Every society has its own way of talking about socioeconomic class.
In America/Canada, people talk about the "poor", "(lower/upper) middle class", and "upper class", as well as the "1%" and ".1%"; basing everything off of economic levels alone.
In places like the the UK however, and pardon the fact I'm not a brit, they talk more about the "working class", which including everyone who mainly does low skilled jobs and lives off a wage alone, and contrast it with a "middle class" of people who are more specialized and less bound to an employer. A distinction that of course often results in people such as myself getting confused when reading the guardian, seeing sentences like "and it was vary unexpected that Corbyn picked up so many middle class voters". :)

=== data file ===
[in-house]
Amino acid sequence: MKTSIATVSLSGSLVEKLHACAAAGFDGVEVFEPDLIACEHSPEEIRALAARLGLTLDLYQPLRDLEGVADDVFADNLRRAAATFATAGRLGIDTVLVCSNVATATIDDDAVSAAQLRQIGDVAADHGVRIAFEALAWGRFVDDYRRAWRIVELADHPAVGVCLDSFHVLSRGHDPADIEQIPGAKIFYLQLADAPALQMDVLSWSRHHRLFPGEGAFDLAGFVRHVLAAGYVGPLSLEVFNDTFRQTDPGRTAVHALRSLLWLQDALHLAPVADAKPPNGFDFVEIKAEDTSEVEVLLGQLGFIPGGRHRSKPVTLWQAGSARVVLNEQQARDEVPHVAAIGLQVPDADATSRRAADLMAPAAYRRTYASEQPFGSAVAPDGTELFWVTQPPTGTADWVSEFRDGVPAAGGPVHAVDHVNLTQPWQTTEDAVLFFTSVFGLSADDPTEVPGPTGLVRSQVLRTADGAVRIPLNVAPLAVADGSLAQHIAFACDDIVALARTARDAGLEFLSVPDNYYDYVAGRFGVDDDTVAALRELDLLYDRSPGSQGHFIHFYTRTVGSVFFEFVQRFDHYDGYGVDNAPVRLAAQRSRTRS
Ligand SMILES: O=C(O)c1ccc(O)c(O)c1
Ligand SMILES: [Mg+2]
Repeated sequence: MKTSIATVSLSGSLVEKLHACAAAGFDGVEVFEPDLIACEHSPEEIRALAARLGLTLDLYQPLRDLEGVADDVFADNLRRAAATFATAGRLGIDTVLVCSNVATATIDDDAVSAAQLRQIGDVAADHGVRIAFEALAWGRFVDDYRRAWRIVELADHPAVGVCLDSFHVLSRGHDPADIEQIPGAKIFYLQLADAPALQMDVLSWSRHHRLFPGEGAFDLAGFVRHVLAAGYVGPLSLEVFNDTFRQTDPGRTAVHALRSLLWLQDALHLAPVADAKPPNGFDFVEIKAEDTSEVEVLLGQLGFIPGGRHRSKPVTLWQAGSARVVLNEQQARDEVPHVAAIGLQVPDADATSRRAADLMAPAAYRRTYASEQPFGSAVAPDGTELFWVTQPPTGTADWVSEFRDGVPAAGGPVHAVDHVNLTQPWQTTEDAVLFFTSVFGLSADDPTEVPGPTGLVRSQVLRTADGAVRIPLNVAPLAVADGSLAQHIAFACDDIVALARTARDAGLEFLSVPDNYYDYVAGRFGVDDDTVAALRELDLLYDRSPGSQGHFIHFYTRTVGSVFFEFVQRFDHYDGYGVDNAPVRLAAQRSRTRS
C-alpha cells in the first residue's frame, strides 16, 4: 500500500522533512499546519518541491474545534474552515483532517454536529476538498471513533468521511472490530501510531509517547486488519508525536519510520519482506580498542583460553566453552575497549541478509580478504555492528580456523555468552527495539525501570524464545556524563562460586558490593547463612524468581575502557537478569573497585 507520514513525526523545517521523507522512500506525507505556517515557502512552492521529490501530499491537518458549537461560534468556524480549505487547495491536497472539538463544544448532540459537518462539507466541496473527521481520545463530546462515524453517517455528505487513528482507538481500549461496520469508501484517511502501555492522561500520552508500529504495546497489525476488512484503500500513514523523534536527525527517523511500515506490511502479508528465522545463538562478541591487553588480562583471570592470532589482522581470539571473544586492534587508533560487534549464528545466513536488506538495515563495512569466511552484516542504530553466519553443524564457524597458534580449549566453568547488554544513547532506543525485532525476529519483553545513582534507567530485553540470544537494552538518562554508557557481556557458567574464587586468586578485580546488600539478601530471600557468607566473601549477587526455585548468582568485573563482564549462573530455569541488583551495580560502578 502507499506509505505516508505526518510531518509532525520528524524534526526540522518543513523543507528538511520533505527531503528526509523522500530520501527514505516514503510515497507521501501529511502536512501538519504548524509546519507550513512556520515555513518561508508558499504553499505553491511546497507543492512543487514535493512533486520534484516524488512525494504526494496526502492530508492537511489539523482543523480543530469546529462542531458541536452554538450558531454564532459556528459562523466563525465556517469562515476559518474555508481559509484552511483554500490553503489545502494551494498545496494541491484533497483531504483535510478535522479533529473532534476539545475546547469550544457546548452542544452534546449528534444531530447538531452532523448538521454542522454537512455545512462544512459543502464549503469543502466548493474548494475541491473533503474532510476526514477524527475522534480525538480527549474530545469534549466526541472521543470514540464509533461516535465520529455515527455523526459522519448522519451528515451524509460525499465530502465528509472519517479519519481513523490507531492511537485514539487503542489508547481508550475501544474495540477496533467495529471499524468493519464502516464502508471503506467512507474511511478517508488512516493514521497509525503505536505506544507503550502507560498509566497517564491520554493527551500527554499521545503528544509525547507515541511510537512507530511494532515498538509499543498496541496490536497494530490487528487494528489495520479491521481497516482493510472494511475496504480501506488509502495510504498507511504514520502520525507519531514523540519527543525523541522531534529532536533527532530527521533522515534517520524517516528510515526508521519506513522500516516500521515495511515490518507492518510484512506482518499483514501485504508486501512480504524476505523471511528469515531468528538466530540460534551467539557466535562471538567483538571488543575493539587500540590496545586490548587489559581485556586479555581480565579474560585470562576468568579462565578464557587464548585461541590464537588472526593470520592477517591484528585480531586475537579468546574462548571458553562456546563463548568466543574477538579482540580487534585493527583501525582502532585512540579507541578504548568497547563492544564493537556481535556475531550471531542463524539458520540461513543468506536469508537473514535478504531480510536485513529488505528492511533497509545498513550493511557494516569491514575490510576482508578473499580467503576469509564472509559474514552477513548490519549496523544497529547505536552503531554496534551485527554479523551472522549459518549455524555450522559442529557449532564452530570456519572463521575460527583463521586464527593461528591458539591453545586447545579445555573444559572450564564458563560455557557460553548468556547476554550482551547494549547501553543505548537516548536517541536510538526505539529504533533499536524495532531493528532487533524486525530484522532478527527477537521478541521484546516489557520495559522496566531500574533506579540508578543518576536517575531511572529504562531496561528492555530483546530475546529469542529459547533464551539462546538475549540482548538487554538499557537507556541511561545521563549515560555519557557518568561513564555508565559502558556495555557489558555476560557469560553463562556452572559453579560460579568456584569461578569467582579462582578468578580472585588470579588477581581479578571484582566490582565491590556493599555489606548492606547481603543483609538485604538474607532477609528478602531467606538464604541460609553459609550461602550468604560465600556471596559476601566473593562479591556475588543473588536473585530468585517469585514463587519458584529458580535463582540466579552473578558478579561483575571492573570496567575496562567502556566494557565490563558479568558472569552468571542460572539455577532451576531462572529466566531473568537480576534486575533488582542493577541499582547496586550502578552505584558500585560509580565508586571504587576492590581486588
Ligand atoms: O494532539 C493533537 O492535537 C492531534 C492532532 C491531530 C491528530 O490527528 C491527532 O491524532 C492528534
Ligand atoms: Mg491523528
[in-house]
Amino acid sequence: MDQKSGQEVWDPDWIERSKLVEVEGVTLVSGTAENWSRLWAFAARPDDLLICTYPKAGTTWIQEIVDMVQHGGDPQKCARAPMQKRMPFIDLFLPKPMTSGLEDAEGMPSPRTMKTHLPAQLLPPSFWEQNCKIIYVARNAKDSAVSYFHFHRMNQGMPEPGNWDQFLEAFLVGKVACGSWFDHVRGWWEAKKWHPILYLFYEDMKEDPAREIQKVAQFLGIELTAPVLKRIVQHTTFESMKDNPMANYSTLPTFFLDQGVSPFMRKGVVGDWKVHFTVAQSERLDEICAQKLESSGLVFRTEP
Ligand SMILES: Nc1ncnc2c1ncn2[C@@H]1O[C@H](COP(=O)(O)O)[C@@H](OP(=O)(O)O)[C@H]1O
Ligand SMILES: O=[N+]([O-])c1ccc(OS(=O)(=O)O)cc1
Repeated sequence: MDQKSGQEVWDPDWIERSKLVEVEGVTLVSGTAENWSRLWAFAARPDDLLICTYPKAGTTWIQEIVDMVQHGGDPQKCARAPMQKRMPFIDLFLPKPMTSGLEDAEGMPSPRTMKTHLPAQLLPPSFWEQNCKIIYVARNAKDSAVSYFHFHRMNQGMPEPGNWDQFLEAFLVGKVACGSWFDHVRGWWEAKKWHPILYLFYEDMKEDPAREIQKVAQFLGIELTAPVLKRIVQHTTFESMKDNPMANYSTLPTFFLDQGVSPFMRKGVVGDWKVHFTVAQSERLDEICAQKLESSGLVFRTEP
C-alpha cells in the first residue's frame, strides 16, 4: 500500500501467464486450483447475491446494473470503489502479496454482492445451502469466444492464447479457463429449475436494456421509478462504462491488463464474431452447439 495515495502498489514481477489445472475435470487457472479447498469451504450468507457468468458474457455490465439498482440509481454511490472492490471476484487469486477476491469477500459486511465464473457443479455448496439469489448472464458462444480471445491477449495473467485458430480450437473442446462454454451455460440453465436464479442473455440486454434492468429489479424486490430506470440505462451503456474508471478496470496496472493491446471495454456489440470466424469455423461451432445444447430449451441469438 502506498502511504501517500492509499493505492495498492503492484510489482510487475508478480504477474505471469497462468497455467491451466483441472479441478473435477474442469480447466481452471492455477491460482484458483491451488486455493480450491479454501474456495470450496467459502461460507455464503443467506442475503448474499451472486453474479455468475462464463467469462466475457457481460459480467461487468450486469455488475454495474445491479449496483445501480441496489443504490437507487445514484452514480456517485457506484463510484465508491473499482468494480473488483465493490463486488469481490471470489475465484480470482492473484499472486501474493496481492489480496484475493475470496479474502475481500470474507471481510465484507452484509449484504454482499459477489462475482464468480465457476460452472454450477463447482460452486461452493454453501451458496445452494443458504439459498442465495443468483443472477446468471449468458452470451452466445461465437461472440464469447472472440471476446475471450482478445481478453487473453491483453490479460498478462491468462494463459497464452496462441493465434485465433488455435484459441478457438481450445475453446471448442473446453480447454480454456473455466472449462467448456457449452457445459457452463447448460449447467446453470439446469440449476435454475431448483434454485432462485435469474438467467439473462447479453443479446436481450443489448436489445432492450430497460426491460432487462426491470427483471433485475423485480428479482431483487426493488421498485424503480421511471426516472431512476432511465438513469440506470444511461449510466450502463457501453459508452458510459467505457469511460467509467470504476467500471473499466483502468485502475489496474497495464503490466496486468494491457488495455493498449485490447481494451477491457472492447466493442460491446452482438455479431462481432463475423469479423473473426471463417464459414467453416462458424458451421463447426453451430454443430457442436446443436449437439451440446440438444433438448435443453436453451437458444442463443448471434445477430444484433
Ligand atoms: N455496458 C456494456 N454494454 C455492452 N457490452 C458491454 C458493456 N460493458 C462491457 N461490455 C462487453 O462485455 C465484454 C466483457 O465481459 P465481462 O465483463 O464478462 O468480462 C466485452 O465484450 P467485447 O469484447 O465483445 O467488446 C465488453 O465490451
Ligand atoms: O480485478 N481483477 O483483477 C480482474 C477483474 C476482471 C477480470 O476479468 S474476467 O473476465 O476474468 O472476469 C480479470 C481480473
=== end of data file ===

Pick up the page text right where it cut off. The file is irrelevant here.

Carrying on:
Given this distinction I'm found myself quite curious: How do Japanese people talk, and in doing so, think about, socioeconomic class? What terminology do they use? What aspect do they focus on (USA = income, UK = role)?
PS. Sorry if I deeply misunderstand what "working" and "middle" class refers to, british people whom may be reading this.